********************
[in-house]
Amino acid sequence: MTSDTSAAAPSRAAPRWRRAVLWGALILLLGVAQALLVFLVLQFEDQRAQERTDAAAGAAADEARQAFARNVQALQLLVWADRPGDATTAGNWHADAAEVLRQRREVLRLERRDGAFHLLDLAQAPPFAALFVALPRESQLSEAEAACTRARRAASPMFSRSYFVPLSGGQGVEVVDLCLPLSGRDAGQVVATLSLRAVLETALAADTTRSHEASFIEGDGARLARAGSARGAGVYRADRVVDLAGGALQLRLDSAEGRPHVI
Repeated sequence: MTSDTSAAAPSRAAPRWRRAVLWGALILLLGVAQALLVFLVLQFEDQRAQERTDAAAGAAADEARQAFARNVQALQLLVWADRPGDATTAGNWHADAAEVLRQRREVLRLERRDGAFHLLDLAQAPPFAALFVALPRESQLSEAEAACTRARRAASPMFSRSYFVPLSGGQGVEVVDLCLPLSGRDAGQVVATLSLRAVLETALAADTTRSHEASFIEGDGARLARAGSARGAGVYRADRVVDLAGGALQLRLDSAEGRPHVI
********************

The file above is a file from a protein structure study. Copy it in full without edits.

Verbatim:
[in-house]
Amino acid sequence: MTSDTSAAAPSRAAPRWRRAVLWGALILLLGVAQALLVFLVLQFEDQRAQERTDAAAGAAADEARQAFARNVQALQLLVWADRPGDATTAGNWHADAAEVLRQRREVLRLERRDGAFHLLDLAQAPPFAALFVALPRESQLSEAEAACTRARRAASPMFSRSYFVPLSGGQGVEVVDLCLPLSGRDAGQVVATLSLRAVLETALAADTTRSHEASFIEGDGARLARAGSARGAGVYRADRVVDLAGGALQLRLDSAEGRPHVI
Repeated sequence: MTSDTSAAAPSRAAPRWRRAVLWGALILLLGVAQALLVFLVLQFEDQRAQERTDAAAGAAADEARQAFARNVQALQLLVWADRPGDATTAGNWHADAAEVLRQRREVLRLERRDGAFHLLDLAQAPPFAALFVALPRESQLSEAEAACTRARRAASPMFSRSYFVPLSGGQGVEVVDLCLPLSGRDAGQVVATLSLRAVLETALAADTTRSHEASFIEGDGARLARAGSARGAGVYRADRVVDLAGGALQLRLDSAEGRPHVI